The Knowledge Center, DeLaMare, and Savitt Libraries will be open from 8am to 5pm Monday through Friday beginning July 6. Limited services will be available and librarians are available to assist you online.
Check out these websites and tools to help you create your own open educational resource, whether from scratch or by adapting and combining materials from other OERs.
While many people equate open educational resources with "free to use," there's a second component that's just as important: licensed for reuse. Most OERs enjoy automatic copyright protection, meaning their creators have sole authority to make copies, distribute and adapt their work.
By adding a reuse license to OERs, authors can ensure other teachers can easily use their OERs and adapt them for their own needs. One of the easiest ways to do this is through a Creative Commons license.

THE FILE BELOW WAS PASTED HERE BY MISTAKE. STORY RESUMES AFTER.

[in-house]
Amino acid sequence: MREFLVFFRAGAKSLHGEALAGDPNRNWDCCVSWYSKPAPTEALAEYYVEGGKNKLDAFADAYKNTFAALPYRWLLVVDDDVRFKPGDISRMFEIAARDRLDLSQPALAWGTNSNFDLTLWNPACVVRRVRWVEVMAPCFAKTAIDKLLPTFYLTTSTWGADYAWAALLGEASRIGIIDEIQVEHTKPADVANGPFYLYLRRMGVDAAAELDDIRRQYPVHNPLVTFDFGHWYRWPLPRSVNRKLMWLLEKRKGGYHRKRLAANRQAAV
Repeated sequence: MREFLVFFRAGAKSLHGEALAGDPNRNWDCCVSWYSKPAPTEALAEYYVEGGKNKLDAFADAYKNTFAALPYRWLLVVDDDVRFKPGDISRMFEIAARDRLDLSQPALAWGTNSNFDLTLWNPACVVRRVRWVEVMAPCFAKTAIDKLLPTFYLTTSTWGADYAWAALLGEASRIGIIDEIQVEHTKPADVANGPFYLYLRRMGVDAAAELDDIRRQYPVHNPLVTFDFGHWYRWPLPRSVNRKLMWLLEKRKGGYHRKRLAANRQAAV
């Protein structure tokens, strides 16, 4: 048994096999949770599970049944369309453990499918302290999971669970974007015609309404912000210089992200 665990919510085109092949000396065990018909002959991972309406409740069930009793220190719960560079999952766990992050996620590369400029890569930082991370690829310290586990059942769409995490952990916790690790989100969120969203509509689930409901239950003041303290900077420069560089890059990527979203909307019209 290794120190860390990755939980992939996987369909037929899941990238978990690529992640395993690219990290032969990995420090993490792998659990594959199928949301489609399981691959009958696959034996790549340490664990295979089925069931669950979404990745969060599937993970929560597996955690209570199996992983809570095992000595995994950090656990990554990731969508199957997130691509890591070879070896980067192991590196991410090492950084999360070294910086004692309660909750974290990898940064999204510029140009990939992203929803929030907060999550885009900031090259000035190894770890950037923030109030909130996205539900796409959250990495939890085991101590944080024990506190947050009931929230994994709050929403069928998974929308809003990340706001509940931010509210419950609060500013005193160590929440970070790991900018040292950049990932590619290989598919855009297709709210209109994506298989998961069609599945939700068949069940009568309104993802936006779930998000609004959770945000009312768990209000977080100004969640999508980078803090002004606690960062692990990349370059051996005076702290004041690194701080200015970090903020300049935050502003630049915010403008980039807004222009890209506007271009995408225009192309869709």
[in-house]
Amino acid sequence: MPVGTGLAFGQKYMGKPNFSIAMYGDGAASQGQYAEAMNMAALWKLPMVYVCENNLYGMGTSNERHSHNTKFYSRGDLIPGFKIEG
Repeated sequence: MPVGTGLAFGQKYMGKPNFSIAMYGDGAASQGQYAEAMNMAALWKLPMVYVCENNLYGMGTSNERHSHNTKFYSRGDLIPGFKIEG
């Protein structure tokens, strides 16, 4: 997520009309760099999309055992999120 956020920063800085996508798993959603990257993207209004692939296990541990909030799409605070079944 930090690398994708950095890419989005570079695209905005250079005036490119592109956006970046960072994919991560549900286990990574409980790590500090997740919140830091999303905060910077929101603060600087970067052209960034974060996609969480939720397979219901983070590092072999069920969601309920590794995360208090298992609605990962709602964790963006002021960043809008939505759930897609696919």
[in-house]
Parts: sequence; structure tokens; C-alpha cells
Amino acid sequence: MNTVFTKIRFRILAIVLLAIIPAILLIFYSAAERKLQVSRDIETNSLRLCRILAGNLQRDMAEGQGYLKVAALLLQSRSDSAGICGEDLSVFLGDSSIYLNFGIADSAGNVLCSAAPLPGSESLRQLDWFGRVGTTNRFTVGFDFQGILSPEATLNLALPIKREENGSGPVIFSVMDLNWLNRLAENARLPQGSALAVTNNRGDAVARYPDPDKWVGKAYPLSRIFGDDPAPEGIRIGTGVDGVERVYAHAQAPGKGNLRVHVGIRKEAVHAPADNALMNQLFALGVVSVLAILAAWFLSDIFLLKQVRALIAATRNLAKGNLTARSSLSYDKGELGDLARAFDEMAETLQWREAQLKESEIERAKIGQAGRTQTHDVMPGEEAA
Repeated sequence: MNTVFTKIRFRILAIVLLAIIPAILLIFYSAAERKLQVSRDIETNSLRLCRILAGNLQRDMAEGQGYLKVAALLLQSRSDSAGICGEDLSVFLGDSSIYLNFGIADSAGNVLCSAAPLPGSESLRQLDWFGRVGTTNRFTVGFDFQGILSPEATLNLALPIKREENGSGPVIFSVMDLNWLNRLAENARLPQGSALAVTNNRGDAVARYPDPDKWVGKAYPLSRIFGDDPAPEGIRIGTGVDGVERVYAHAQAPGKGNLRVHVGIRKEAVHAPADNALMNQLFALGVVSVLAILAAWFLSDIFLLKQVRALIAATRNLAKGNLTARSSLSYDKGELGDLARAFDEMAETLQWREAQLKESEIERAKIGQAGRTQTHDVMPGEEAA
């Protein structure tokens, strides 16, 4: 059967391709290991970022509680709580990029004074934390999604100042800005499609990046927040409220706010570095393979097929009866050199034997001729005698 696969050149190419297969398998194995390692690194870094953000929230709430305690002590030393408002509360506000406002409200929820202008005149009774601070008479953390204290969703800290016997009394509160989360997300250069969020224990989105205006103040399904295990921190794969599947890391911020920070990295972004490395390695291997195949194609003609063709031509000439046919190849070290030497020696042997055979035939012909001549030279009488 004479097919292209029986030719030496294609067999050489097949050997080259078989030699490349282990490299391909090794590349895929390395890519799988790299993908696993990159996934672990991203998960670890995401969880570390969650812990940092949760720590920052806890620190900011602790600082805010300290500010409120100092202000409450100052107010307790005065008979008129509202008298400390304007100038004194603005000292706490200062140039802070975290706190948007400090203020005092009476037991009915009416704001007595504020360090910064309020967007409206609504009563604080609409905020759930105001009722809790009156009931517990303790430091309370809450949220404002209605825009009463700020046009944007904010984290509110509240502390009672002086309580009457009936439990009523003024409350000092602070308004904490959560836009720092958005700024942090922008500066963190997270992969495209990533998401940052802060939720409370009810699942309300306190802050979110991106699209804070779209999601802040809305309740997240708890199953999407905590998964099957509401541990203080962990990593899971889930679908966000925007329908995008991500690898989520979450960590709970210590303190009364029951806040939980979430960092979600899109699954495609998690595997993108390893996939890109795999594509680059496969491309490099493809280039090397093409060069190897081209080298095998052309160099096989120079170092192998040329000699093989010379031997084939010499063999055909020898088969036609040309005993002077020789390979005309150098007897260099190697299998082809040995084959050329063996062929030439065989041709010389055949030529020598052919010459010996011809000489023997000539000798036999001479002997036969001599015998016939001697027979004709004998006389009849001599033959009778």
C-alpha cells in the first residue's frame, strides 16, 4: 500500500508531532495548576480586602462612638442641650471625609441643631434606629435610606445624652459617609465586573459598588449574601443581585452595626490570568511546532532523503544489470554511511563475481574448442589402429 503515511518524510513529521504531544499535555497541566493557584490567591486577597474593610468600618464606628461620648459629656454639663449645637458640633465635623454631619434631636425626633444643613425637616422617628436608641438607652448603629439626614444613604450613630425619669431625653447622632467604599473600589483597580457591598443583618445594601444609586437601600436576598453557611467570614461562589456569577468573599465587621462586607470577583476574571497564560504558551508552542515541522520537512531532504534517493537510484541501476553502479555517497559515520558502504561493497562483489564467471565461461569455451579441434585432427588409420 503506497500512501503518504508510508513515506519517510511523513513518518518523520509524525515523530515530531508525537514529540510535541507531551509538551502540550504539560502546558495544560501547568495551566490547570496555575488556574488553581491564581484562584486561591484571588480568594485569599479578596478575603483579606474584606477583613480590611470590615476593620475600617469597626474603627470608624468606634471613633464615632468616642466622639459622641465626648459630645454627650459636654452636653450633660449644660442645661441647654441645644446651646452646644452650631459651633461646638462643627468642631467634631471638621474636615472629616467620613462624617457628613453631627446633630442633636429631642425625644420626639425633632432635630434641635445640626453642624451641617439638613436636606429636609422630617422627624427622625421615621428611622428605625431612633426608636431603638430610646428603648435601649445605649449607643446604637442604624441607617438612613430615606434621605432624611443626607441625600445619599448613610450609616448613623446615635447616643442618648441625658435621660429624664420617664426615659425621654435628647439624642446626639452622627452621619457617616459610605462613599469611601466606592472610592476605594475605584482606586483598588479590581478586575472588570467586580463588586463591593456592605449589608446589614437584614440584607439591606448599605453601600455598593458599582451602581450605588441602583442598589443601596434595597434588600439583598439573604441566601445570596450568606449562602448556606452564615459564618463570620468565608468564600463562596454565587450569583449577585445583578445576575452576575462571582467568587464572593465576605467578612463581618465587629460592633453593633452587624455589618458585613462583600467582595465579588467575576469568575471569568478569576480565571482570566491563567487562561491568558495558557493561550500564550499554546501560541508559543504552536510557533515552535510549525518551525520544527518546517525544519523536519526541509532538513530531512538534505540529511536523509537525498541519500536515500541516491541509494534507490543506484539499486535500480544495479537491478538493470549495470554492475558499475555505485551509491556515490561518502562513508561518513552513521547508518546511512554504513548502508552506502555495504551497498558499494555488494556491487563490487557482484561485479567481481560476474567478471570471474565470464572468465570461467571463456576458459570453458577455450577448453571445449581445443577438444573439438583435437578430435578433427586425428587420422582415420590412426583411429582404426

Creative Commons is a not-for-profit group that created a series of six licenses that allow copyright owners to pick and choose which rights they want to grant to the public in their works. Creative Commons licenses work with copyright law and actually give copyright owners certain protections - the right to attribution - that copyright law generally does not.
Although each Creative Commons license includes legal language behind it, they're also represented by easy-to-read icons that include a mix of these symbols:
BY - Anyone who uses your work must give you attribution in the way you request but not in such a way to suggest endorsement.
NC - People are allowed to copy, distribute, display, perform, and modify your work in any way except for commercial profit.
SA - People are allowed to copy, distribute, display, perform, and modify your work so long as they distribute any modified work on the same terms you've licensed your work under.
ND - People are allowed to copy, distribute, display, and perform your work but are not allowed to modify it.
Create your own Creative Commons license using a mix of these icons. Although you can use any of the six possible Creative Commons licenses that include a mix of these elements, understand that using the no derivatives requirement will block other teachers from adapting your material to their own needs. If you're creating an item in Google Doc, you can use this add on tool to easily include a Creative Commons license within the document.
Information adapted from Creative Commons.